"Rawalpenta Venkalu vs State of Hyderabad" (1956) stands out as a case where the accused deliberately set fire to a room, leading to the death of the victim. The Supreme Court upheld the decision of the sessions court, recognizing the clear intention of the accused to cause death.


Another crucial case is "State of Karnataka v. Shariff" (2003), wherein a child witness's statement regarding his mother's death was deemed reliable. The court highlighted the importance of considering the circumstances surrounding the incident and the reliability of witness statements in establishing the accused's liability for murder.


"Selvaraj vs State of Tamil Nadu" (1998) further reinforced the importance of considering the accused's intention in murder cases. The accused's clear intention to kill the victim, demonstrated through a stabbing resulting in severe injuries, led to a murder conviction.


Cognizability and Bailability:


Murder is a cognizable offense, enabling the police to make arrests without warrant.


Murder is also a non-bailable offense and hence, in cases of murder, bail is not granted as a matter of right.


Frequently Asked Questions (FAQs) on Murder under Bharatiya Nyaya Sanhita (BNS):


1. How does Section 101 of the BNS define murder?


- Section 101 categorizes culpable homicide as murder, outlining scenarios where an act resulting in death becomes classified as murder. These include intentional acts to cause death, bodily injury leading to death, and acts in imminent danger with knowledge.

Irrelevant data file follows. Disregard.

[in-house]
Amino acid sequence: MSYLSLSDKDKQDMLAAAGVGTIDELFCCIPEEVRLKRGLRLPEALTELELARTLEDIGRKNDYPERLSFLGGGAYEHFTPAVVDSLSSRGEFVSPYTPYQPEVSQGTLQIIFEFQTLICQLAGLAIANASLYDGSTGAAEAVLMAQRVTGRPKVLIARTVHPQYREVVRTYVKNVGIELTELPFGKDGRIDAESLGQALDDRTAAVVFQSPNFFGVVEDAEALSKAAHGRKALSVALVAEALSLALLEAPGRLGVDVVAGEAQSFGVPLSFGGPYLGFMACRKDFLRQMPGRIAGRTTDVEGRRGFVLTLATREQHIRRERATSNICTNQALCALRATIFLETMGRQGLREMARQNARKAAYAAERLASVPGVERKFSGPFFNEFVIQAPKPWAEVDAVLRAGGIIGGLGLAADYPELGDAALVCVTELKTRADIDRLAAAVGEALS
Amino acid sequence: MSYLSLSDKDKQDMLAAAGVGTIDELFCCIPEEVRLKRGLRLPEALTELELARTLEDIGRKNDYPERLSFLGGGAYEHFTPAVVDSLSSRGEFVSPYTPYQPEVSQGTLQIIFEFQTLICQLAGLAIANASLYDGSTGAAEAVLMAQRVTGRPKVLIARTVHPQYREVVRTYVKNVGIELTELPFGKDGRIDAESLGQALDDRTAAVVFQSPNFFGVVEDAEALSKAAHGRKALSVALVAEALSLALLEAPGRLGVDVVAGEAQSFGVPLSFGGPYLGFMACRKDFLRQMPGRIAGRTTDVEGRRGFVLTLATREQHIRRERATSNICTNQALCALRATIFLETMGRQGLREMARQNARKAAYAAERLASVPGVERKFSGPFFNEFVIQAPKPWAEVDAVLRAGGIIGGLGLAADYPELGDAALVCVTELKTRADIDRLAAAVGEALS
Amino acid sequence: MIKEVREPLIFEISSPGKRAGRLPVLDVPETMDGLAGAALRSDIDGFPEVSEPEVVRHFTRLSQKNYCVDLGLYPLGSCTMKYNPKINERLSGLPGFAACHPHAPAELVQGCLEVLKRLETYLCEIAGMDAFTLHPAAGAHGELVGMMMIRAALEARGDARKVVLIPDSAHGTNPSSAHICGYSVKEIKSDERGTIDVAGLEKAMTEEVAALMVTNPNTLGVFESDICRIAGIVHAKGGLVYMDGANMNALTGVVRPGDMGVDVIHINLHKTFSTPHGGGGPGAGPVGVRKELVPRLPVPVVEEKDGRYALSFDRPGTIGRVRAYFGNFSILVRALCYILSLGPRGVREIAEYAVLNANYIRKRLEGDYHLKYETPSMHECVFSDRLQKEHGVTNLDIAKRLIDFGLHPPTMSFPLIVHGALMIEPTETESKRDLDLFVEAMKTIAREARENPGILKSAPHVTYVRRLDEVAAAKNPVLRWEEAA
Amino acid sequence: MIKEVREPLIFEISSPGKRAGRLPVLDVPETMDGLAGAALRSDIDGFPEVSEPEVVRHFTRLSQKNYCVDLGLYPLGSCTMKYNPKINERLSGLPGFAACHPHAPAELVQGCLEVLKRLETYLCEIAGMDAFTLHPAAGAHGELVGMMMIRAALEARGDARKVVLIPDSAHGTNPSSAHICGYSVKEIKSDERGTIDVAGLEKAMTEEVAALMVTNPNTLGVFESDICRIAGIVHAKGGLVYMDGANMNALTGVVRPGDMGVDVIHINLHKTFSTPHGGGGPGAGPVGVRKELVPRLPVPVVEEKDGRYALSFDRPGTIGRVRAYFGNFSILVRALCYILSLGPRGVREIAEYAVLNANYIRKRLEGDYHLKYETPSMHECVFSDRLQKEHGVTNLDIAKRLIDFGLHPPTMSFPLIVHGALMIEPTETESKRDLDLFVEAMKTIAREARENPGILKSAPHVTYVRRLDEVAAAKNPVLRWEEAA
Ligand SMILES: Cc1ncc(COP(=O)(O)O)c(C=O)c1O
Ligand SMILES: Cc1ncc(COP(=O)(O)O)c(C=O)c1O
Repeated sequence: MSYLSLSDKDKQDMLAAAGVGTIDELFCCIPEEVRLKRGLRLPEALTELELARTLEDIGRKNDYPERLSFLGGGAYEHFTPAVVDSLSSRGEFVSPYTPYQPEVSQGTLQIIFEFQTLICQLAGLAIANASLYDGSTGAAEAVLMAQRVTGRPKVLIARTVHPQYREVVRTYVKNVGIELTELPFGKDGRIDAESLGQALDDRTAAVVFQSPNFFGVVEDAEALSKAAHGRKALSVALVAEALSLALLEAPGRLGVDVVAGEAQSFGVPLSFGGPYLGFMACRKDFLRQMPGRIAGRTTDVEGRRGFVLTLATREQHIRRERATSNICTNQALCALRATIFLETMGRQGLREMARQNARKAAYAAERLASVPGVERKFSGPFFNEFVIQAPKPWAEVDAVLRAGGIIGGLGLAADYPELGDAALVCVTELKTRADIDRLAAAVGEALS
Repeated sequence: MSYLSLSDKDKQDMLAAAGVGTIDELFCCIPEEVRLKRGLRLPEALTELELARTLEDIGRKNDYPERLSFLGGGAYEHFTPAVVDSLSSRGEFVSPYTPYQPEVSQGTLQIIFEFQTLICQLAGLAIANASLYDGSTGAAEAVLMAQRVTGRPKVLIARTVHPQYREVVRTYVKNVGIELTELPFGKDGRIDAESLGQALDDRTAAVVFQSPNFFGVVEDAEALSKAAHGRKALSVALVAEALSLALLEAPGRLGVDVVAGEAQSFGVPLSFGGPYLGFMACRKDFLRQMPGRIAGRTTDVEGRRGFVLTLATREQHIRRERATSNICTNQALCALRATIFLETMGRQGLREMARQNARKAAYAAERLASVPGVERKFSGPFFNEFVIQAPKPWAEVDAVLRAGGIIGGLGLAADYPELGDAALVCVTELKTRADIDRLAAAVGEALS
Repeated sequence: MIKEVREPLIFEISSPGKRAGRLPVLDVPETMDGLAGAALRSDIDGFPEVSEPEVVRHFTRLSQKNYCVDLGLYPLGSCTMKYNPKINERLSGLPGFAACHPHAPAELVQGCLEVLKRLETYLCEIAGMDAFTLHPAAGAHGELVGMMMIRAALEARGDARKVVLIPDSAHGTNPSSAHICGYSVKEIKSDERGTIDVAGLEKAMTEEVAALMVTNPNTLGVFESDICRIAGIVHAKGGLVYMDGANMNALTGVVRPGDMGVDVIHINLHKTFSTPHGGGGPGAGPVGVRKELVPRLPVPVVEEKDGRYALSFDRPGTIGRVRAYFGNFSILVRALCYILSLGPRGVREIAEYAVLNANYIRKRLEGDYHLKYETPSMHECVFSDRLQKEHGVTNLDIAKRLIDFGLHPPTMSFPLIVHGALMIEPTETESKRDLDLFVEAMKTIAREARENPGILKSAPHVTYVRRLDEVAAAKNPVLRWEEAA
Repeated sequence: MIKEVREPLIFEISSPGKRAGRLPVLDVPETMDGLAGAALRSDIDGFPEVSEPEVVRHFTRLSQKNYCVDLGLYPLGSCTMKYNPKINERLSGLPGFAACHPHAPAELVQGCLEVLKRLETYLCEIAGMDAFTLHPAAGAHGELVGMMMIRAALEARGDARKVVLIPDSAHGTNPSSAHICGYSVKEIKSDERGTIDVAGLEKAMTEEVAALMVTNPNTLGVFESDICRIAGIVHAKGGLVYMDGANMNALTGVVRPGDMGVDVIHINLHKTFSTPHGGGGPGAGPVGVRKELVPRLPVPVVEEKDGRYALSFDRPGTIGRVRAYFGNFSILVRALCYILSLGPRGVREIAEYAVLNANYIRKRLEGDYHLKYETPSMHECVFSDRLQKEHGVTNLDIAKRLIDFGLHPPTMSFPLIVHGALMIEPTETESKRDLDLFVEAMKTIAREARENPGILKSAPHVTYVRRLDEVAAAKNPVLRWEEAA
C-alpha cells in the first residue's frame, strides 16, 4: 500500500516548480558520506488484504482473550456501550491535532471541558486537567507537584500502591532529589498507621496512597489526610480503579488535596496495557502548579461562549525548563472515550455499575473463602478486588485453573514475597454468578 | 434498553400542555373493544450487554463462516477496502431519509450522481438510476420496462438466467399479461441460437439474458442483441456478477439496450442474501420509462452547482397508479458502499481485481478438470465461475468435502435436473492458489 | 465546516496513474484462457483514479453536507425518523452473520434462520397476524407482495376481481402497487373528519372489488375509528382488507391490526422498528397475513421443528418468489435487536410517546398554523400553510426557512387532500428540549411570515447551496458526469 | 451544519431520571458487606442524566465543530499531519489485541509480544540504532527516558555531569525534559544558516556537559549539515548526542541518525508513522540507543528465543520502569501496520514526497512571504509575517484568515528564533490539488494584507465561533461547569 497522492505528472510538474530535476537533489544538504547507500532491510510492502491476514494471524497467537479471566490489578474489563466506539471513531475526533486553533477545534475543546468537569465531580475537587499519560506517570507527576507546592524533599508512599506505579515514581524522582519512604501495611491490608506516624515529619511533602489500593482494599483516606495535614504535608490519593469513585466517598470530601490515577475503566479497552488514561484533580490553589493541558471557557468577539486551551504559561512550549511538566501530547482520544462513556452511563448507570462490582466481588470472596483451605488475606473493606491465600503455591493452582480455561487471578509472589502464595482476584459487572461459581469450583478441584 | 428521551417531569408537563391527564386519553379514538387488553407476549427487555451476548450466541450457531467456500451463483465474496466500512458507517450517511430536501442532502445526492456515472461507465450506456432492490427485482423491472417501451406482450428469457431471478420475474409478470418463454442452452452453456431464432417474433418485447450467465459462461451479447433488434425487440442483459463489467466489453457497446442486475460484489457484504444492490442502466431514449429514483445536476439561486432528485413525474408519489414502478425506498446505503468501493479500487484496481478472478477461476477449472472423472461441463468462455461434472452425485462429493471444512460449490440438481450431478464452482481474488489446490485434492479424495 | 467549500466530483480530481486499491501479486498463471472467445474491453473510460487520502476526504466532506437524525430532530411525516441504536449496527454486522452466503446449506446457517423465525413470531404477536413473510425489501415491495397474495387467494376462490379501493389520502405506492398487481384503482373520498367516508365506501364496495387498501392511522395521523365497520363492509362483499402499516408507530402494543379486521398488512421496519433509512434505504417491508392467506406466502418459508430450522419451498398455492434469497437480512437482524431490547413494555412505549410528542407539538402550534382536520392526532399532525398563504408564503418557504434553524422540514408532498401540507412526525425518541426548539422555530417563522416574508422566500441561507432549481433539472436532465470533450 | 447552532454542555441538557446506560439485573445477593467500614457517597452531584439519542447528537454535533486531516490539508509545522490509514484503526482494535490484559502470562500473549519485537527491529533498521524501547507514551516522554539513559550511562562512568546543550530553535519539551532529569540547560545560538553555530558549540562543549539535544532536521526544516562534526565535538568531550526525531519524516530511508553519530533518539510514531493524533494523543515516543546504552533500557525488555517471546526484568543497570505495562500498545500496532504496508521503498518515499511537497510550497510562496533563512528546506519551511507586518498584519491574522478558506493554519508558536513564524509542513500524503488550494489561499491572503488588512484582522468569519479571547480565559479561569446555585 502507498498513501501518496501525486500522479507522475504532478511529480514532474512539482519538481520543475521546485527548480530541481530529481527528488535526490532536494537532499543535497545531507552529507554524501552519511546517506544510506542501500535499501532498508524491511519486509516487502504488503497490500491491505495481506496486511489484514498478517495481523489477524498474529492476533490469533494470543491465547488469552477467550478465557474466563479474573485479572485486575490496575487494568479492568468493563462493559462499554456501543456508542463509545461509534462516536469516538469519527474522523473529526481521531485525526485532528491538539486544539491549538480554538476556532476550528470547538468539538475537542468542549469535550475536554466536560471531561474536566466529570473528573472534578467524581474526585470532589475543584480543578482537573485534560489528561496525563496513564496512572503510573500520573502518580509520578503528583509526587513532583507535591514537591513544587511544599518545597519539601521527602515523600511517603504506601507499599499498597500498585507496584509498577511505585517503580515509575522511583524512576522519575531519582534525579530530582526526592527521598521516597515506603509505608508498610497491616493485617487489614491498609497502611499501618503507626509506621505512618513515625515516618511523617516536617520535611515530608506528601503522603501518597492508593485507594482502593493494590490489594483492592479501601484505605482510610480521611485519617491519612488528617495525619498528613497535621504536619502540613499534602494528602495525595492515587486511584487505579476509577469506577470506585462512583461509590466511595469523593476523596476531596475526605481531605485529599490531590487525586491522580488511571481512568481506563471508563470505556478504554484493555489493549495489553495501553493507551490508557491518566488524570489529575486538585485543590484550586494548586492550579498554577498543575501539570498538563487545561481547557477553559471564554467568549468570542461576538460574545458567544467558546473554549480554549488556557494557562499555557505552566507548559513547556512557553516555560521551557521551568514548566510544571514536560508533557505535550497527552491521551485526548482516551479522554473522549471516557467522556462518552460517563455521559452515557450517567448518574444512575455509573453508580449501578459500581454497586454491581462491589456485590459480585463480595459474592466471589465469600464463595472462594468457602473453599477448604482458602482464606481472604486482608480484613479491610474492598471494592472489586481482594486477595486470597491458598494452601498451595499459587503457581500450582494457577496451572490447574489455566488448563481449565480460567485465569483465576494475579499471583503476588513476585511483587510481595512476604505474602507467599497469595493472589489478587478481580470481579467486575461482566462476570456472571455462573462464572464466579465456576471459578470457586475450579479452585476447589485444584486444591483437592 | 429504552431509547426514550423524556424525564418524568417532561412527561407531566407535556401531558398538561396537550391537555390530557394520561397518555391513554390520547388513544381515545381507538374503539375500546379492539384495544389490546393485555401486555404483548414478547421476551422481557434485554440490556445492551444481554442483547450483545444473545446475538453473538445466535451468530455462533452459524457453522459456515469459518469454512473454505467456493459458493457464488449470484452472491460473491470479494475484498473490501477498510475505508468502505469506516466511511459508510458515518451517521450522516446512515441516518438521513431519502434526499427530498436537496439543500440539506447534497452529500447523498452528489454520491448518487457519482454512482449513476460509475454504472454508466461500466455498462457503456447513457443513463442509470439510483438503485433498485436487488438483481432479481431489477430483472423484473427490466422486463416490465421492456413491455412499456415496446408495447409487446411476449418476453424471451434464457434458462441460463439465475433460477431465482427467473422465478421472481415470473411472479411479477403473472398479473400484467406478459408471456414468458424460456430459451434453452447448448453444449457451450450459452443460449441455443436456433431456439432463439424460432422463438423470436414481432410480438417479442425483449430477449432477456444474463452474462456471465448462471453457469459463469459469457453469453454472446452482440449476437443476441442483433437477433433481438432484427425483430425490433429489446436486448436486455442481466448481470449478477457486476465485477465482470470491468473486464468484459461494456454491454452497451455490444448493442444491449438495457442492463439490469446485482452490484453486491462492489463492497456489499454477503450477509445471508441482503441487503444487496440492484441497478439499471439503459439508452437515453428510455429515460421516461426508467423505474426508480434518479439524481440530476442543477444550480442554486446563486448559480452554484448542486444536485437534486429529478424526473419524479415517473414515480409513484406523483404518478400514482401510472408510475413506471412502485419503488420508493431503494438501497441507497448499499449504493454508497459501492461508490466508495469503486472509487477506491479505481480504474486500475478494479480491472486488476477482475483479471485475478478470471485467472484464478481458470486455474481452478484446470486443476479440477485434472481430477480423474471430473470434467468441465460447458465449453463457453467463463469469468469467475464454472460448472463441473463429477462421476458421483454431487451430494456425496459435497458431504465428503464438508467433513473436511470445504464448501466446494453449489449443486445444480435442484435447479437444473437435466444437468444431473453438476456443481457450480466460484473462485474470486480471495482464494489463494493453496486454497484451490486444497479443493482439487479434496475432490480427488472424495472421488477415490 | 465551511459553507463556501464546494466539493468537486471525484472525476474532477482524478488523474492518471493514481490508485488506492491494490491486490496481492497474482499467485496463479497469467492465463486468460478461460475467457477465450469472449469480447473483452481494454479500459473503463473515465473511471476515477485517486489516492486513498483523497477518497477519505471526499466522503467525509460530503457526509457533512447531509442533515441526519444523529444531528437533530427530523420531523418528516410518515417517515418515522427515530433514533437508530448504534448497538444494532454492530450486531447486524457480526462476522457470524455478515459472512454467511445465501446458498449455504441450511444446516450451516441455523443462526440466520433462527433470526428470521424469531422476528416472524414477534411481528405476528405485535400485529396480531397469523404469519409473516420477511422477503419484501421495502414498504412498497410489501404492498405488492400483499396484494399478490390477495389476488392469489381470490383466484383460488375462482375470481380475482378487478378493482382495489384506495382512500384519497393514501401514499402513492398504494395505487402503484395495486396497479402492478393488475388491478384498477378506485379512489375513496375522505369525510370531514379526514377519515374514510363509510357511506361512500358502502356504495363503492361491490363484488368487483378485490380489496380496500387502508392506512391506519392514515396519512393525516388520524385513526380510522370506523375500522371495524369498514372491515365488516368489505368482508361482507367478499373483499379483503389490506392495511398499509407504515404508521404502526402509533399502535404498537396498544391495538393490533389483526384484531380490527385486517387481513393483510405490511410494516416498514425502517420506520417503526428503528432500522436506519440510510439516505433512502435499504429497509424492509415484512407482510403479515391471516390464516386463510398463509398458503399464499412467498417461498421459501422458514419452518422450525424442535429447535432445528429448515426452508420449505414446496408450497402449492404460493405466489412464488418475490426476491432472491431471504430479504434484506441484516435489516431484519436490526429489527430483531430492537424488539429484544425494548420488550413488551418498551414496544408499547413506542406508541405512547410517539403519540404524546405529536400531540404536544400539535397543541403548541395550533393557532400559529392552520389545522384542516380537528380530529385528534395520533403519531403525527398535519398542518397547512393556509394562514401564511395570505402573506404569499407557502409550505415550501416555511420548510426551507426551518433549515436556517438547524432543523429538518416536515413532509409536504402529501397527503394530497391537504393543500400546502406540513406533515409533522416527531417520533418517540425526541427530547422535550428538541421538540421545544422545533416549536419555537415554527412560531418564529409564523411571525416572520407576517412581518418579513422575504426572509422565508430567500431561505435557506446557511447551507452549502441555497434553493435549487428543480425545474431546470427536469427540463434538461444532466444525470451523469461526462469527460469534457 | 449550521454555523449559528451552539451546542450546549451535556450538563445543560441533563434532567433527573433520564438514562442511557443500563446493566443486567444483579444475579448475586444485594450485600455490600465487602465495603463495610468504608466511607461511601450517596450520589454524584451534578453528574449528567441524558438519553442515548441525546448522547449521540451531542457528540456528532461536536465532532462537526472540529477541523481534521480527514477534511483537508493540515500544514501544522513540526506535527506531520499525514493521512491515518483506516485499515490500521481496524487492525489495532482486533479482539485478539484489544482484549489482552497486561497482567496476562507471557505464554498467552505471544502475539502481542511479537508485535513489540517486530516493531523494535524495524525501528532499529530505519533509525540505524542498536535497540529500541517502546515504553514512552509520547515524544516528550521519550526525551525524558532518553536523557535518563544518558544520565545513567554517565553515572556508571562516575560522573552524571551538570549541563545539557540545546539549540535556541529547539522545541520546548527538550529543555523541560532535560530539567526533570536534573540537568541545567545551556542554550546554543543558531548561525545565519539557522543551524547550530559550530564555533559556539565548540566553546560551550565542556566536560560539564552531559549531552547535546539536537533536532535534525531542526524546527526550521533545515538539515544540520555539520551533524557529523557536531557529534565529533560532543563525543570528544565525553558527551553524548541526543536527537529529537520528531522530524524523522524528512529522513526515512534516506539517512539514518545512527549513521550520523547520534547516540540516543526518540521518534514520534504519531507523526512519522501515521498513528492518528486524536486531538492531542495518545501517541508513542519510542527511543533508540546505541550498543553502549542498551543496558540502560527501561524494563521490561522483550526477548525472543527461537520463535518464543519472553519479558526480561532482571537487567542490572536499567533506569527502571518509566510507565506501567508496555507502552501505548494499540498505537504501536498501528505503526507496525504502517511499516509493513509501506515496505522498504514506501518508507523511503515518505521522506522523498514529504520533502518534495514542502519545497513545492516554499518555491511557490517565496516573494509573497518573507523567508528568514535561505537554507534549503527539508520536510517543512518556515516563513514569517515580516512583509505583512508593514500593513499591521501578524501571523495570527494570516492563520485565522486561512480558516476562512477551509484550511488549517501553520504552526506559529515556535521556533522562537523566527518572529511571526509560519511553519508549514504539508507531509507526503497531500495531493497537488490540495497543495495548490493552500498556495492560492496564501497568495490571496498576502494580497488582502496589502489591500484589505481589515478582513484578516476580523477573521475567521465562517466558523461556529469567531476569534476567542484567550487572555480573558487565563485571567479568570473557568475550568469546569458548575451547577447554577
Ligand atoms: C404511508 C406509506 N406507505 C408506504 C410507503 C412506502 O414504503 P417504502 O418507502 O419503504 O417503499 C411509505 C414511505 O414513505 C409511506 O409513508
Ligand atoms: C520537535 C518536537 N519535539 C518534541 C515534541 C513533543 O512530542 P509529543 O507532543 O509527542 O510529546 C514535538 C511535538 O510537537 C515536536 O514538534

2. What are the exceptions to murder under Section 101 of the BNS?


- Exceptions to murder under Section 101 include grave and sudden provocation, the right of private defense, public servants acting in good faith, sudden fights without premeditation, and cases where the person above 18 years consents to or takes the risk of death.


3. How is murder punished under Section 103 of the BNS?


- Section 103 prescribes severe punishments for murder, including death or imprisonment for life, in addition to a fine. If a group commits murder based on specific grounds, each member may face similar penalties.


4. Is murder a cognizable offense?


- Yes, murder is a cognizable offense, granting police the authority to make arrests without prior court authorization due to the seriousness of the offense.


5. Is murder a bailable offense?


- No, murder is a non-bailable offense, reflecting the gravity of the offense, and bail is not granted as a matter of right in murder cases.


6. How does the BNS address cases involving sudden fights and provocation?


- The BNS recognizes exceptions for sudden fights without premeditation and cases where the offender is deprived of self-control due to grave and sudden provocation.


Murder under BNS (Bharatiya Nyaya Sanhita): Notes






Recent Posts

See All

Σχόλια


bottom of page